James Earle Fraser was born November 4, 1876 in Winona, Minnesota, the son of Thomas Alexander Fraser and Caroline E. (West) Fraser. Attending schools in Mitchell, South Dakota, Minneapolis, Minnesota and Chicago, Illinois, Fraser studied art at the Chicago Art Institute under Richard W. Bock, and also studied in Paris at the Ecole des Beaux-Arts under Alexandre Falguere, and the Academies Julian and Colarossi.
At the age of 16, Fraser completed his sculpture entitled, “End of the Trail”, a piece which won him a $1,000 reward from the American Art Association in Paris. The “End of the Trail” is now one of the most well-known pieces of American art. Fraser’s wife, Laura Gardin Fraser, who was also an accomplished artist, thought of the “End of the Trail” as the “result of his boyhood spent on the prairies of South Dakota where he lived on a ranch built by his father, who was in charge of engineering, supervising the building of a railroad to Mitchell, South Dakota. He heard the Pioneers who would stop by the ranch house telling about the Indians being driven across the country to the Pacific; and since the Indians had always been friendly to his family, he felt an early sympathy for the treatment that was accorded to them.”
A jury member of the American Association of art in Paris by the name of Augustus Saint-Gaudens, who was the designer of the $10 and $20 eagle and double eagle coins, and considered by many one of the greatest modern sculptors, asked James Earle Fraser to become his assistant. Fraser accompanied him to Windsor, Vermont in 1900 where his helped him in his studio.
In 1902, Fraser exhibited a portrait of Baby Hathaway Brewster, and according to Fraser’s wife “From this time on, he never ceased to have a commission”. He moved to New York City, and established a studio at 3 MacDougal Alley. The portraits he created at this time included; “Sonny” Whitney, a relief of Sonny and Flora Whitney, and Jock Whitney. He made portraits of Sherman and George Pratt Jr., and later of Roland Harriman, E.H. Harriman, Saint-Gaudens, President Theodore Roosevelt, Warren Delano, Elihu Root, John Nance Garner, Dr. William M. Polk, Harvey Firestone, Thomas Edison, Sage Goodwin, John Goodwin, Henrietta and John Deming, Pat Ford, and Eastman Chase.
Between 1906 and 1911 Fraser was an instructor at the Art Students’ League in New York City. Employing three different Indians as models, Fraser designed the Indian Head or Buffalo five cent piece, which was first issued in 1913. He also designed the heroic equestrian groups on the Arlington Memorial Bridge Plaza in Washington, D.C., the famous Navy Cross, and the marble statue of Benjamin Franklin in Philadelphia.
On November 27, 1913, Fraser married Laura Gardin. In 1915, Fraser exhibited an 18-foot high plaster version of his statue, “End of the Trail” at the Panama Pacific Exposition held in San Francisco, California. The statue won the Exposition’s Gold Medal and overnight, became a popular subject in pictures, statuettes, and countless themes and forms.
Fraser had hoped “End of the Trail” would be cast in bronze and placed on Presido Point overlooking San Francisco Bay following the Exposition. The coming of World War 1 and the subsequent scarcity of metal made the bronze casting impossible. The statue was then consigned to a scrap heap, to be salvaged later by civic-minded citizens of Tulare County, CA. The statue was placed in Mooney Grove Park, in 1918. A bronze was eventually cast for Waupun, Wisconsin, but in 1968, the National Cowboy and Western Heritage Museum transported the original plaster sculpture to the museum, where it was restored and molds were drawn to make an original bronze casting for Tulare County to replace the model. The statue was restored by Leonard McMurry of Oklahoma City. Cesare Contini of New York City completed the restoration and created the molds for Tulare County’s Cast.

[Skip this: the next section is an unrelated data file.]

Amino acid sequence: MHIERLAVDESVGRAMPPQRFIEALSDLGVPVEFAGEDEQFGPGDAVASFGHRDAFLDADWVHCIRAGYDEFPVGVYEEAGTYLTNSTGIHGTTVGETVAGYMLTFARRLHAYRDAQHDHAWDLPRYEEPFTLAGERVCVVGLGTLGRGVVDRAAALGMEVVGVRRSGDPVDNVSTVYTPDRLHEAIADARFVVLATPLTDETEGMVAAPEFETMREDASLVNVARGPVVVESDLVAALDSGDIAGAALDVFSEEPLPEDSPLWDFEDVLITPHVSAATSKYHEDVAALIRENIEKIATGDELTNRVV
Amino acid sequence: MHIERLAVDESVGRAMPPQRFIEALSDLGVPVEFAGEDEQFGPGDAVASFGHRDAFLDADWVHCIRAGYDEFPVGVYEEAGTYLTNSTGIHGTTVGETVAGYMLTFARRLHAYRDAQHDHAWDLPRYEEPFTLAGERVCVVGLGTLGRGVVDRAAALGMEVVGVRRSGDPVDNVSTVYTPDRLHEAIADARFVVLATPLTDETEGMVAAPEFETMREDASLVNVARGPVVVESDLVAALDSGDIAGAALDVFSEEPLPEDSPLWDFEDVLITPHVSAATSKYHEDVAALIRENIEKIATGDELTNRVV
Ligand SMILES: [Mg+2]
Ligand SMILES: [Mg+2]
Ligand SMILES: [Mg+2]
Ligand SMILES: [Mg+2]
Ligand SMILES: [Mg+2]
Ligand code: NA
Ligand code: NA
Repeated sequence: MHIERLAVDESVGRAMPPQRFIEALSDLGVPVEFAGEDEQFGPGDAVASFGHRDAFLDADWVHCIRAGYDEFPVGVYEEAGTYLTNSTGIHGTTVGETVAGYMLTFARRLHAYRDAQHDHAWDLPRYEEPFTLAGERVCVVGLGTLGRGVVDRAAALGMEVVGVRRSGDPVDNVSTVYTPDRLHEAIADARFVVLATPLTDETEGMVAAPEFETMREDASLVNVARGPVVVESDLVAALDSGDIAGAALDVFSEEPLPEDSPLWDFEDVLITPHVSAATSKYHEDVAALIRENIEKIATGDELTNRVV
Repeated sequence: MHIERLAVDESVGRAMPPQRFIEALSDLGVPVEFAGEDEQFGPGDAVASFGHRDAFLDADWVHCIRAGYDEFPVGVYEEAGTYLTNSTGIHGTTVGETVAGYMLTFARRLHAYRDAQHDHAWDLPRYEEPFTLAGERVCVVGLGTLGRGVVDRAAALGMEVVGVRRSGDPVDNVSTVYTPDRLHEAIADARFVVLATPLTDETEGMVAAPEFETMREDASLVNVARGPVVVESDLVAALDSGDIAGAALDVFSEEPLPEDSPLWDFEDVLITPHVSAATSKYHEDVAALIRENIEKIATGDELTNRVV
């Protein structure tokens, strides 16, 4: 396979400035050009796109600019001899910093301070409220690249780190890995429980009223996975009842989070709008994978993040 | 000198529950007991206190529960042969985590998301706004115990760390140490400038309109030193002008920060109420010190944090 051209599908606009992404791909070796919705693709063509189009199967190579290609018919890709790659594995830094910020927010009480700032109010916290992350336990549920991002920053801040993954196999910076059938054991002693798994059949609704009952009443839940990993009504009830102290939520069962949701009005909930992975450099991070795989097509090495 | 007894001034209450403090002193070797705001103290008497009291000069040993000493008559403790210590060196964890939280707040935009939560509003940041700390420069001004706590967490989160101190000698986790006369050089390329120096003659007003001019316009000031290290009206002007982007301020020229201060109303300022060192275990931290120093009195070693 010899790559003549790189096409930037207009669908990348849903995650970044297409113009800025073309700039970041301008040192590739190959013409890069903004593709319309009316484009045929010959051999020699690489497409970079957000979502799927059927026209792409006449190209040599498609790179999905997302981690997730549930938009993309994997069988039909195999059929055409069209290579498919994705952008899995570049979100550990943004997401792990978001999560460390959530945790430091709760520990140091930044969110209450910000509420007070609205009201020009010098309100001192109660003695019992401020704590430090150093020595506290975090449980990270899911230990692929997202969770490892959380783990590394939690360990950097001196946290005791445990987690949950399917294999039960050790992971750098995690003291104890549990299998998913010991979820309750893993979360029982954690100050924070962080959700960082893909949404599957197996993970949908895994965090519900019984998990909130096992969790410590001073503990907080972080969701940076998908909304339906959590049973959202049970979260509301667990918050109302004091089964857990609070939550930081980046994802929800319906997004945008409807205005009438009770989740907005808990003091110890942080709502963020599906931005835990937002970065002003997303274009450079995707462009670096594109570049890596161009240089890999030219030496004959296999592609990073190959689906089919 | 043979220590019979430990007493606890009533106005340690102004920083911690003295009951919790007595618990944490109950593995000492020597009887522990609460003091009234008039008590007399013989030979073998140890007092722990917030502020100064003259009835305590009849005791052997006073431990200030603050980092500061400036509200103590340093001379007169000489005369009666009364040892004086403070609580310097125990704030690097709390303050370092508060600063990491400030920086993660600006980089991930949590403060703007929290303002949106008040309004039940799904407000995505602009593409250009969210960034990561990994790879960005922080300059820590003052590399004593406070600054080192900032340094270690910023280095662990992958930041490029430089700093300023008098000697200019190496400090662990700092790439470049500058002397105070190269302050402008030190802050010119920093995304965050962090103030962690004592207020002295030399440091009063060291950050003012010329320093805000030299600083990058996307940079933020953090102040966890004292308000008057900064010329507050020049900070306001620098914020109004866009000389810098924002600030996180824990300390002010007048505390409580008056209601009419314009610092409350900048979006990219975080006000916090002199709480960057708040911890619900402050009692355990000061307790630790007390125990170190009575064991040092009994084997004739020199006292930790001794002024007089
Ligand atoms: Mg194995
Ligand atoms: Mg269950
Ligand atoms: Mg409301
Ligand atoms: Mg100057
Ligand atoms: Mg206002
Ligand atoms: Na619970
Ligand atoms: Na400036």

Acclaimed for his many medal and medallion designs, Fraser was the first recipient of the Saltus Medal, the highest award for the art of the medal, from the American Numismatic Society in 1919. Recipient of the 1951 gold medal from the National Institute of the Arts and Letters, Fraser also received the Century Association Medal of Honor and the National Sculptor Society Medal of Honor in 1952. He became president of the latter society between 1925 and 1926, and honorary President between 1952 and 1953.
On October 11, 1953, Fraser died at his home in Westport Connecticut.
End of the Trail
James Earl Fraser (1876-1953)
James Earle Fraser was born in Winona, Minnesota, and raised near the Indian reservation in Dakota Territory. He made his first model of his masterpiece, End of the Trail, when he was only eighteen. The first cast was completed circa 1918.
This cast of the sculpture measures 33 1/8 inches tall (from the base to the top of the spear), and 31 inches long, and 8 1/2 inches wide. It was cast in December 1930, as a presentation piece from the Progressive Party to the First Circuit Court of Appeals judge in the state of New York, the Honorable Judge Learned Hand. It is a unique bronze cast, gilded by Tiffany & Co., and cast by Fraser's foundry, Roman Bronze Works. It is important to note the extensive wax work Fraser included on the small plaque located beneath the horse's feet, which depicts a bull moose, symbol of the Progressive Party. Also evident is the hand chasing completed by Tiffany & Co. over the entire surface (the gilding was removed by a previous owner who preferred a classic bronze patina).
End of the Trail was an immensely popular work that was cast in various formats and became one of the most iconic images of the struggle of Native Americans. The special details added for the presentation of the piece to Judge Hand, as well as the hand chasing done by Tiffany & Co. make this cast an outstanding and unique work.